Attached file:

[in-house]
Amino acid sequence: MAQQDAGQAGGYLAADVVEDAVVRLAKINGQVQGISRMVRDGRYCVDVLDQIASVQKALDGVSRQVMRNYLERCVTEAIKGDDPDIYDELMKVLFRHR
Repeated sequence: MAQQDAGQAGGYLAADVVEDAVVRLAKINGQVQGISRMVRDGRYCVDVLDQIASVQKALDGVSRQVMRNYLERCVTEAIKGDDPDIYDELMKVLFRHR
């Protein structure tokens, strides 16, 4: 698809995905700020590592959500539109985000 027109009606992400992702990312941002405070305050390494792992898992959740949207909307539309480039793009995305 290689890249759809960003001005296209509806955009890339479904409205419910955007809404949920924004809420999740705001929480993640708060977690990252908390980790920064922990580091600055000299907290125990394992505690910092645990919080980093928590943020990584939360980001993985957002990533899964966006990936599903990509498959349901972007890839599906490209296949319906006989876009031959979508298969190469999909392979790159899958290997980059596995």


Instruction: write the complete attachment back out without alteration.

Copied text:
[in-house]
Amino acid sequence: MAQQDAGQAGGYLAADVVEDAVVRLAKINGQVQGISRMVRDGRYCVDVLDQIASVQKALDGVSRQVMRNYLERCVTEAIKGDDPDIYDELMKVLFRHR
Repeated sequence: MAQQDAGQAGGYLAADVVEDAVVRLAKINGQVQGISRMVRDGRYCVDVLDQIASVQKALDGVSRQVMRNYLERCVTEAIKGDDPDIYDELMKVLFRHR
């Protein structure tokens, strides 16, 4: 698809995905700020590592959500539109985000 027109009606992400992702990312941002405070305050390494792992898992959740949207909307539309480039793009995305 290689890249759809960003001005296209509806955009890339479904409205419910955007809404949920924004809420999740705001929480993640708060977690990252908390980790920064922990580091600055000299907290125990394992505690910092645990919080980093928590943020990584939360980001993985957002990533899964966006990936599903990509498959349901972007890839599906490209296949319906006989876009031959979508298969190469999909392979790159899958290997980059596995």